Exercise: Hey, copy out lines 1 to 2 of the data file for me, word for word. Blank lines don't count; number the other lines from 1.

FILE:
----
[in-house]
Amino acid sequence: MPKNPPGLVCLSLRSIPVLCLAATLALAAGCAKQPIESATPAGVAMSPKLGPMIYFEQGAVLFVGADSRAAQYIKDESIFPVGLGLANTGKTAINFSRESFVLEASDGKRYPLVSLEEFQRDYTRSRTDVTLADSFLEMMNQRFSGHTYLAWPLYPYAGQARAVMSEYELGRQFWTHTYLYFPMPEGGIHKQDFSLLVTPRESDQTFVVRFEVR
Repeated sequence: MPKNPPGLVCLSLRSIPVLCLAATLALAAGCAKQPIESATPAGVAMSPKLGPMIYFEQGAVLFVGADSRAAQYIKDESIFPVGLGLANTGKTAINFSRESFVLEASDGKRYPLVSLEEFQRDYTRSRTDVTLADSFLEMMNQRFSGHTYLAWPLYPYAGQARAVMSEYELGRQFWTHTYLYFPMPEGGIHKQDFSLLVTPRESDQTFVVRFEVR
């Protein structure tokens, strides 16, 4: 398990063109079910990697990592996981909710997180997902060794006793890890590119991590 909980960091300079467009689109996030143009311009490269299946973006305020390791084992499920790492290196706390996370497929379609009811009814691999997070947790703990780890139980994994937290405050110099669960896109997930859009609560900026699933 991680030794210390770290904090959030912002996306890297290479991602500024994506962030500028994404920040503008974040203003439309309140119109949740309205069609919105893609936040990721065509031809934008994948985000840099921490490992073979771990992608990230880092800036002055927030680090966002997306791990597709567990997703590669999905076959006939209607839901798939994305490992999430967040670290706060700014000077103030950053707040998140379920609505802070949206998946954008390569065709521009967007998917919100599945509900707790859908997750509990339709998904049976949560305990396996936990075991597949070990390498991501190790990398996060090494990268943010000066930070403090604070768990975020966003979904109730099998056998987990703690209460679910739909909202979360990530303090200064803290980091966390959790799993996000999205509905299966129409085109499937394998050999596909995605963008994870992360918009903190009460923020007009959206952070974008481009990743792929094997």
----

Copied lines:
[in-house]
Amino acid sequence: MPKNPPGLVCLSLRSIPVLCLAATLALAAGCAKQPIESATPAGVAMSPKLGPMIYFEQGAVLFVGADSRAAQYIKDESIFPVGLGLANTGKTAINFSRESFVLEASDGKRYPLVSLEEFQRDYTRSRTDVTLADSFLEMMNQRFSGHTYLAWPLYPYAGQARAVMSEYELGRQFWTHTYLYFPMPEGGIHKQDFSLLVTPRESDQTFVVRFEVR